The other major change was the addition of requirements for the installation of air admittance valves. The current edition of the NSPC allows other venting methods with a reference to Appendix E. Within the appendix are requirements for air admittance valves. The proposed change would move the requirements from the appendix into the body of the code. The change to move the requirements into the body of the code was approved.
Some other major changes were the inclusion of three new appendices. The appendices are on Legionella, non-sewered sanitation and horticulture facilities. All three appendices are derived from the IAPMO Uniform Plumbing Code (UPC). These code changes are an attempt to bring the NSPC more in line with other model codes, such as the UPC.
The horticulture appendix was originally proposed to the UPC as a cannabis growing facility chapter. However, during the UPC discussions, it was pointed out that the requirements apply to more than just cannabis. An IAPMO Working Group expanded the requirements to apply to any indoor growing facility. I immediately thought of Gotham Greens in Chicago. They supply our area with lettuce and other produce, all grown in a former factory building converted to indoor horticulture in Chicago.
All three appendices were approved.
I have to give a shout-out to my older brother, Lt. Col. Ed Ballanco. Ed is my favorite ski buddy. We have skied around the world.
This Nov. 1, Lt. Col. Ed Ballanco will be inducted into the New Jersey Aviation Hall of Fame. Ed was a fighter pilot in the United States Air Force. For a large part of his career, he was a Wild Weasel pilot flying F-4s. During Desert Storm, Ed flew 20 combat missions over Iraq. I loved his description of opening night, flying over downtown Bagdad. He is credited with 11 SAM site kills during Desert Storm.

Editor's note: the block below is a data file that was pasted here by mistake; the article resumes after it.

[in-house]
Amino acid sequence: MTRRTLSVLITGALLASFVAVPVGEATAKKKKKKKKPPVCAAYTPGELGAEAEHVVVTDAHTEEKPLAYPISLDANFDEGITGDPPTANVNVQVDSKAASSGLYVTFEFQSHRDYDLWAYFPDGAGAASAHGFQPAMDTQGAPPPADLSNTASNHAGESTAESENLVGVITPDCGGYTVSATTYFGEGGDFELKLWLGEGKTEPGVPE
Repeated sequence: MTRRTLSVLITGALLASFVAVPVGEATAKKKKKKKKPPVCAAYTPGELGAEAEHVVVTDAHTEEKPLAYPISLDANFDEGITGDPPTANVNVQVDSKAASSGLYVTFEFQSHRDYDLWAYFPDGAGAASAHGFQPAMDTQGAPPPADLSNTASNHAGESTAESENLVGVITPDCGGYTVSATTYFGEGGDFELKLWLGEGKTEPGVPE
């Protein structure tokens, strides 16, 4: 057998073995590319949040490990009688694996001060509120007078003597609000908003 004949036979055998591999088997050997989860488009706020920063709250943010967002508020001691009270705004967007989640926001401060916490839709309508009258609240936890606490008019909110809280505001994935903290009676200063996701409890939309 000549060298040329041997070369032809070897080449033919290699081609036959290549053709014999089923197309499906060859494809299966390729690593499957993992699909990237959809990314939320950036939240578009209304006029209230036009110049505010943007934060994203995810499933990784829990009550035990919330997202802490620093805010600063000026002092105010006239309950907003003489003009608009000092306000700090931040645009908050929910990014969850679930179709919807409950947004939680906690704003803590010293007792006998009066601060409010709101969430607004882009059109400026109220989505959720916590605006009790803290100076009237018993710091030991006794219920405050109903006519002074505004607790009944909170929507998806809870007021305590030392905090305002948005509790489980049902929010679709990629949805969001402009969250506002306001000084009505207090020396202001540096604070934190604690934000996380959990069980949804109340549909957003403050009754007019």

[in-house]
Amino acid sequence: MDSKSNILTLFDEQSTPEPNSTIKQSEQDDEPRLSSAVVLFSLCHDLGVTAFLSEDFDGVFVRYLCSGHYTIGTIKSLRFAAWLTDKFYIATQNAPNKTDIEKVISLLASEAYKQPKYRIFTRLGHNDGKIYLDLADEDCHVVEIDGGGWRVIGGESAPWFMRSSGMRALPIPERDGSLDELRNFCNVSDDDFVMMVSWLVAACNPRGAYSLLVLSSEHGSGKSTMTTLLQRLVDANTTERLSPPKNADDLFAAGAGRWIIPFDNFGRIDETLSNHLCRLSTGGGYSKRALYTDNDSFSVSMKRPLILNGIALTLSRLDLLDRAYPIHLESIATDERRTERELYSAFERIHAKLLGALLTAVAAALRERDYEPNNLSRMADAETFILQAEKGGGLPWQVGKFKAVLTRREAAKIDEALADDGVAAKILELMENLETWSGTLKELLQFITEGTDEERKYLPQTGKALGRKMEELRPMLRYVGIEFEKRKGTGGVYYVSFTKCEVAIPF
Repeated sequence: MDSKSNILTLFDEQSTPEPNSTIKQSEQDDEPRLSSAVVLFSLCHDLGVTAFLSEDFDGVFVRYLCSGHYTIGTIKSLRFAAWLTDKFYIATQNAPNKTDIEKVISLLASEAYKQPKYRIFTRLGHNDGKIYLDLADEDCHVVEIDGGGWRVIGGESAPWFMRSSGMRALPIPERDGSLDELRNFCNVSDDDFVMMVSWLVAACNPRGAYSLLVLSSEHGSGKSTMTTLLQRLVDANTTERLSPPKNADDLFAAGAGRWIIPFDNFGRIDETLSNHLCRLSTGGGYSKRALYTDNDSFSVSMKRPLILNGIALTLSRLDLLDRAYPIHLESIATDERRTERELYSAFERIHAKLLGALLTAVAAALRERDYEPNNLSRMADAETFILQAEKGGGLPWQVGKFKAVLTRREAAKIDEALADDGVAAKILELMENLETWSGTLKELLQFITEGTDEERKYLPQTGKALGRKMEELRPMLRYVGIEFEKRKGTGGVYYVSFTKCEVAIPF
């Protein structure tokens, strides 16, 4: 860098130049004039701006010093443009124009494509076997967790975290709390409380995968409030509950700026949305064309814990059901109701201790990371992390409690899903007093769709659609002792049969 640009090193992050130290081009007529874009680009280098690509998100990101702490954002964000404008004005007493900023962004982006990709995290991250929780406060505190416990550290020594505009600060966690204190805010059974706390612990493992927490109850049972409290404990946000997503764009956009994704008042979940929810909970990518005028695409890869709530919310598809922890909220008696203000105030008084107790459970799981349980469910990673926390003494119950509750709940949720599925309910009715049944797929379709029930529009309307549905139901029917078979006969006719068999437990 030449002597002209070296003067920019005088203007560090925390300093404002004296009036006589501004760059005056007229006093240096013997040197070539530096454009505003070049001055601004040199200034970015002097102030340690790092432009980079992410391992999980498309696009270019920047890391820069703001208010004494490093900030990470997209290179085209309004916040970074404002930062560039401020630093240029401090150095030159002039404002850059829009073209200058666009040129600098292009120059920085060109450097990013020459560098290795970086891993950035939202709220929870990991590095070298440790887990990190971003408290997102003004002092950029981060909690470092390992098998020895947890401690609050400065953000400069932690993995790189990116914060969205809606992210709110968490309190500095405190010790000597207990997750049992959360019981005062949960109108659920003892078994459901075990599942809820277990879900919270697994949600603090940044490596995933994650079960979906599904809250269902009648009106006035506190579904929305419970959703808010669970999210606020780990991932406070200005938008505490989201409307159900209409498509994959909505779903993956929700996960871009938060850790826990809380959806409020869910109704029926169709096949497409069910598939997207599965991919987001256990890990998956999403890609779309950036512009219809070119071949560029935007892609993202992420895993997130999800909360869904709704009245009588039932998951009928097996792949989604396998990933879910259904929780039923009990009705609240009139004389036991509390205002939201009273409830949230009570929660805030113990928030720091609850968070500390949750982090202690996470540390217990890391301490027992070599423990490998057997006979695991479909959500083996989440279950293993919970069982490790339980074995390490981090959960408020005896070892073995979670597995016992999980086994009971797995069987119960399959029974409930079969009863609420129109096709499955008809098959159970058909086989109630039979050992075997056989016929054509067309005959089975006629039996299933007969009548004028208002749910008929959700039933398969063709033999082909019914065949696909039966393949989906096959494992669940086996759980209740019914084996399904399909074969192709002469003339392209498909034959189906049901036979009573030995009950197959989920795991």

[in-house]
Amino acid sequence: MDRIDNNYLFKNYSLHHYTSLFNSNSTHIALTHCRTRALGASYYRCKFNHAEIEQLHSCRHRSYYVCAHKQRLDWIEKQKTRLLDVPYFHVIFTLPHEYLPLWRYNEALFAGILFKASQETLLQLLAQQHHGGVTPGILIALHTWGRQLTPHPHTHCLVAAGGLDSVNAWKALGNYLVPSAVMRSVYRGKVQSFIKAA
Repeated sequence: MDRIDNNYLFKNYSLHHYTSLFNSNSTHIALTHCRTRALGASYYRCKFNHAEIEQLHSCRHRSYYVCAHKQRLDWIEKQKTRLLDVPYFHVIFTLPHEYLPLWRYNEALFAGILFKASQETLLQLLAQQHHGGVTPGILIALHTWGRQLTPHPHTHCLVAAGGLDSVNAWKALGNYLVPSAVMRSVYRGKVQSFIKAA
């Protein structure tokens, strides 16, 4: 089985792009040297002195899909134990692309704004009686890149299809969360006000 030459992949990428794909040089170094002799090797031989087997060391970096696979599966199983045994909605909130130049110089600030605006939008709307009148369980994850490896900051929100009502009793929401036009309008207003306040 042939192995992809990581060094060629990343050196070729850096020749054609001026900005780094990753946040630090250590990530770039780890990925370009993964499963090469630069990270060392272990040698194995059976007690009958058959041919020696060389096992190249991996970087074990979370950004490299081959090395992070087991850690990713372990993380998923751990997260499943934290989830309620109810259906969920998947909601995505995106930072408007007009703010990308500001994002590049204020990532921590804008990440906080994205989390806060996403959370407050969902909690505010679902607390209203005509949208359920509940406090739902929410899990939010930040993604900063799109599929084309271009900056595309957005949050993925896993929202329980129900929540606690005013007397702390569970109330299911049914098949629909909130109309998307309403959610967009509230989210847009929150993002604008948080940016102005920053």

Every time the Smithsonian Channel replays the show “Air Warriors, F-4 Phantom,” I usually receive either a call or an email from colleagues and friends. One colleague said, “I was watching a show on the F-4 last night and there was a guy that had the same spelling of his last name as yours. He also looked a lot like you. Do you have a brother that is a fighter pilot?”
Of course, my response was, “Yes, that is my older brother Ed. He flew F-4s for most of his Air Force career.”
The response back was, “Wow, that’s impressive. You must be proud of him.”
Absolutely, I am proud of my big brother! Like me, he has a mechanical engineering degree. He also has a master’s degree in mechanical engineering. Similar to the way they do it in the movie, “Top Gun,” he is introduced as, “This is Lt. Col. Edward Ballanco, call sign “Victor.”
Congratulations, Ed! I’ll be in New Jersey on Nov. 1 to see his induction into the New Jersey Aviation Hall of Fame.
The views expressed here are strictly those of the author and do not necessarily represent PM Engineer or BNP Media.